In a nightmarish scenario, new mother Alice Fancourt goes out after her daughter’s birth, leaving her two-week-old infant with her husband, David. Returning two hours later, she swears that the baby in the crib is not her child. Despite how terrified and hysterical she is, her husband insists that she is wrong.

Thus begins a convoluted and complicated investigation, with two police detectives, Simon Waterhouse and Charlie Zailer, finding themselves at odds with one another over what is true and what is not; as they travel their separate paths, following leads, Alice drops hints and clues along the way, leading them into still another case a few years before—the murder of David’s first wife, Laura, which resulted in David and his mother Vivienne having sole custody of David and Laura’s son Felix.

Is there a connection between what happened to Laura and what has now happened to baby Florence? Who is the dark force behind these events, and what can Alice do to convince everyone that her child is missing?

Little Face, by Sophie Hannah, is an exciting, thrilling, psychological suspense novel that compels the reader to keep rapidly turning pages until the questions are answered. Surprising twists and turns along the way had me shaking my head at each point. But what will we finally learn about each of these characters, and what motivations are driving them?

If I could, I would give this book 5+ stars. I am not likely to ever forget this tale.


Hosted by Eva and Marg, this weekly meme showcases all of those books that we find in the library.

Having recently resumed scoring my books there (although I’m still working on my TBR stacks, the occasional review book, and the occasional book I buy!), I’m happy to spotlight these library discoveries.

I went to the library yesterday because I book I had requested online was in.  Of course, whenever I go to pick up a requested item, I end up leaving with a couple more.

Trying to be realistic as to how many I can read in a week, in addition to my other reading commitments, I usually end up with three.  Which was the case yesterday.

The book I’d requested was Godmother:  The Secret Cinderella Story, by Carolyn Turgeon.  I’d seen this one on the Blogosphere, and immediately added it to my list.

Here’s a snippet from Amazon:

This retelling of Cinderella follows the oft ignored character of the fairy godmother, who may or may not be a mentally ill New Yorker. Lil, as this godmother is known, is now living in New York City, broke and employed at a bookstore, years after being exiled from the kingdom of fairies for betraying her charge…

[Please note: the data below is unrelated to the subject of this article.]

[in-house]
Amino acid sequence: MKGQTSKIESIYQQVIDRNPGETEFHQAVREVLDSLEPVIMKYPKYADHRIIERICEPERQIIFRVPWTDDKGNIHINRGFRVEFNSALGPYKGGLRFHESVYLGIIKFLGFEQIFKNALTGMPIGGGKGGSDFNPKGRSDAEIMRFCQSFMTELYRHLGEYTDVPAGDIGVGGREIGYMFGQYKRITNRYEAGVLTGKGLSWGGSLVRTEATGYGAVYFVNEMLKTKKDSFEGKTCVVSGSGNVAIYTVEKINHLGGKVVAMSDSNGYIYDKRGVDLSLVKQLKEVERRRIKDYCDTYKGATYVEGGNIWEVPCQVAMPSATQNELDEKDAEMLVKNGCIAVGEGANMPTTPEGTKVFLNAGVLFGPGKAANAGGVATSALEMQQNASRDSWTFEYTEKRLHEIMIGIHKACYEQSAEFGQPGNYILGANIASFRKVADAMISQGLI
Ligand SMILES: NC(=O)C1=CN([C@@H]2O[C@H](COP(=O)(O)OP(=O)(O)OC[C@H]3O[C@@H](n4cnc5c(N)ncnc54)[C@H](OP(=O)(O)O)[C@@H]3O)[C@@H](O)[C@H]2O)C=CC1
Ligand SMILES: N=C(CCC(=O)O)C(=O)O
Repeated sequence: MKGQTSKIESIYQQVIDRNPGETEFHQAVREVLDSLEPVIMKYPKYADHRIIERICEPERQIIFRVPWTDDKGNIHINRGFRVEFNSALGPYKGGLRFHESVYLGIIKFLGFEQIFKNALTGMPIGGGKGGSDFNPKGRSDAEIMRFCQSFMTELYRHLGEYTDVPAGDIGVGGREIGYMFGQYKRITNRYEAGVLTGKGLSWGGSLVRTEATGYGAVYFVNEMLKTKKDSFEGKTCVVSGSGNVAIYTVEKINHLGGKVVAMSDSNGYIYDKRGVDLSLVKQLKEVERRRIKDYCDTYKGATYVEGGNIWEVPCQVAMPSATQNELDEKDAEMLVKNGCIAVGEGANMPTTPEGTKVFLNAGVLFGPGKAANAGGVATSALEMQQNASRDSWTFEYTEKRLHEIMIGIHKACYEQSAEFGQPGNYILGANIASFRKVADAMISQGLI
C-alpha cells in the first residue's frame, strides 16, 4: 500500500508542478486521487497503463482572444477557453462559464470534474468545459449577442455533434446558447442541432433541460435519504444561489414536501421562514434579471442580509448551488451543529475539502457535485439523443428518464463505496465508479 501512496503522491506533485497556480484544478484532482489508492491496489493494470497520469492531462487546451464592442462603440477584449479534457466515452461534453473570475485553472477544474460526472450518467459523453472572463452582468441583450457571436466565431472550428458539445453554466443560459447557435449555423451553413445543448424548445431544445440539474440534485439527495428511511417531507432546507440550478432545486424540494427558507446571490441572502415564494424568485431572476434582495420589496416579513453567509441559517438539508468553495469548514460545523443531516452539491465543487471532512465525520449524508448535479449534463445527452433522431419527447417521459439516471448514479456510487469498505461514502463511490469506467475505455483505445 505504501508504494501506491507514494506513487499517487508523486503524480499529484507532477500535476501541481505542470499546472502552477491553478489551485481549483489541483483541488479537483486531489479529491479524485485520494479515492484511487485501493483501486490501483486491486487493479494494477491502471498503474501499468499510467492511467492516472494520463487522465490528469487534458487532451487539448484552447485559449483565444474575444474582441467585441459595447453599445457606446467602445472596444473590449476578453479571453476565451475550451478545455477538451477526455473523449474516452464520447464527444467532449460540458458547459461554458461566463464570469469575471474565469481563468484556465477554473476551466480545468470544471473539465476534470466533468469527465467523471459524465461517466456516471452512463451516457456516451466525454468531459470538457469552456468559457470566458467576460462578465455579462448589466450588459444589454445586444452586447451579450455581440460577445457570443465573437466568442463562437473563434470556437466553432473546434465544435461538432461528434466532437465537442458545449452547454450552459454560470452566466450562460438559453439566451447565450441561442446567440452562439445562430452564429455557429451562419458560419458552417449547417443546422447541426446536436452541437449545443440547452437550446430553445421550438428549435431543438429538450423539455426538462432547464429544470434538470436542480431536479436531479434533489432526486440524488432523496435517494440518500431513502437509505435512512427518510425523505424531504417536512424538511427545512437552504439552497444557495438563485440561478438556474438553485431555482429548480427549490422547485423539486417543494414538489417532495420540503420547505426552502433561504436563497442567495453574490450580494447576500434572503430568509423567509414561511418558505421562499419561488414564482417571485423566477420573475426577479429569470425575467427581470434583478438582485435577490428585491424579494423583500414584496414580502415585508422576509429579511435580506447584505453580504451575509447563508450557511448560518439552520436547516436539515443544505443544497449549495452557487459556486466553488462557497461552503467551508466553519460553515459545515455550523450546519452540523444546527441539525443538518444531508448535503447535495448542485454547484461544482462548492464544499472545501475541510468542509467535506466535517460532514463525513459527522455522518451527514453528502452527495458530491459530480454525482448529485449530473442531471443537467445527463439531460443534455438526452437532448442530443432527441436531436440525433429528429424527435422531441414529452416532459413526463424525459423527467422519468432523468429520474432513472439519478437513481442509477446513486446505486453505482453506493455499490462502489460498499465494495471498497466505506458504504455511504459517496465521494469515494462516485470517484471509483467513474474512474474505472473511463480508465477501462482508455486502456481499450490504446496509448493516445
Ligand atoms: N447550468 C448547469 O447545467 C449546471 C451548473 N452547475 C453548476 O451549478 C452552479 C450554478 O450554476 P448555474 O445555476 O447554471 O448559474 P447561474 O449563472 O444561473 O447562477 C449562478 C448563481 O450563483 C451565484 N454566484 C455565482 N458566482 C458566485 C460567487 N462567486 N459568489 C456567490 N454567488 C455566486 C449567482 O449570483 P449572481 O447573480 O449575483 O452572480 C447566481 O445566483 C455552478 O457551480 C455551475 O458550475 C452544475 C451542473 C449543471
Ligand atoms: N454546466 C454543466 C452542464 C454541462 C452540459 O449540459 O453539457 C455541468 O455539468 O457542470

Now doesn’t that pique your interest?  I know it piqued mine.

Next, I found a couple of books from the author Adriana Trigiani…I’ve been noticing her name for ages.  So I picked up two of her books:  Big Stone Gap and The Queen of the Big Time.

On the back cover of Big Stone Gap, we read:

Big Stone Gap is a Southern novel that has the ring of truth, by which I mean its characters are bizarre, its story is hilarious, and it hooked me on page one—John Berendt.

For The Queen of the Big Time, we read this Amazon blurb:

Set in early 20th-century smalltown America, Trigiani’s fifth novel (after the Big Stone Gap trilogy and Lucia, Lucia) tells a heartfelt but clumsy story of strong women enduring the rigors of farm life and the trials of romantic and familial relations. At its worst, the novel is a morass of incomplete story lines, underdeveloped characters and inconsistent tenses. Still, readers who’ve fallen for Trigiani’s hallmark personages—Italian immigrants living the American dream in rural Pennsylvania—in previous books will delight in meeting these new ones…

Well, that one doesn’t sound too good, but I’m betting I might enjoy it anyway!

Hope you’ll stop by and comment, leaving your own links.

HOMESPUN HUMOR AND POIGNANT MOMENTS — A Review of “Can’t Wait to Get to Heaven”

In a small Missouri town, populated by the quirkiest characters you’re ever likely to meet, Flagg opens Can’t Wait to Get to Heaven: A Novel (Ballantine Reader’s Circle) with a freak accident involving an eighty-something woman named Elner Shimfissel, who climbs a ladder to retrieve some figs, and ends up on the ground, out cold, while neighbors and townsfolk scurry around to help.

From the hospital, Mrs. Shimfissel then begins an incredible “journey” that takes her (and the townsfolk) on a series of adventures that fill the colorful pages with all the historic moments between Mrs. Shimfissel and each member of the community.

Hilarious, folksy, homespun—all these adjectives can barely begin to describe this wonderful story, and for fear of spoiling it for the rest of you, I must not say more.

Except that Flagg has a way of bringing the reader right into the midst of the community; we feel like we could be one of the neighbors or townsfolk; and we find ourselves caring tremendously about their fate. And in the end, we haven’t simply closed a book, but we’ve just taken a journey out of the town “for a spell.”

I’ve read other Flagg books, but it’s been awhile…I won’t wait so long for the next one.

A HEART AND HOME IN DISREPAIR — A Review of “Home Repair”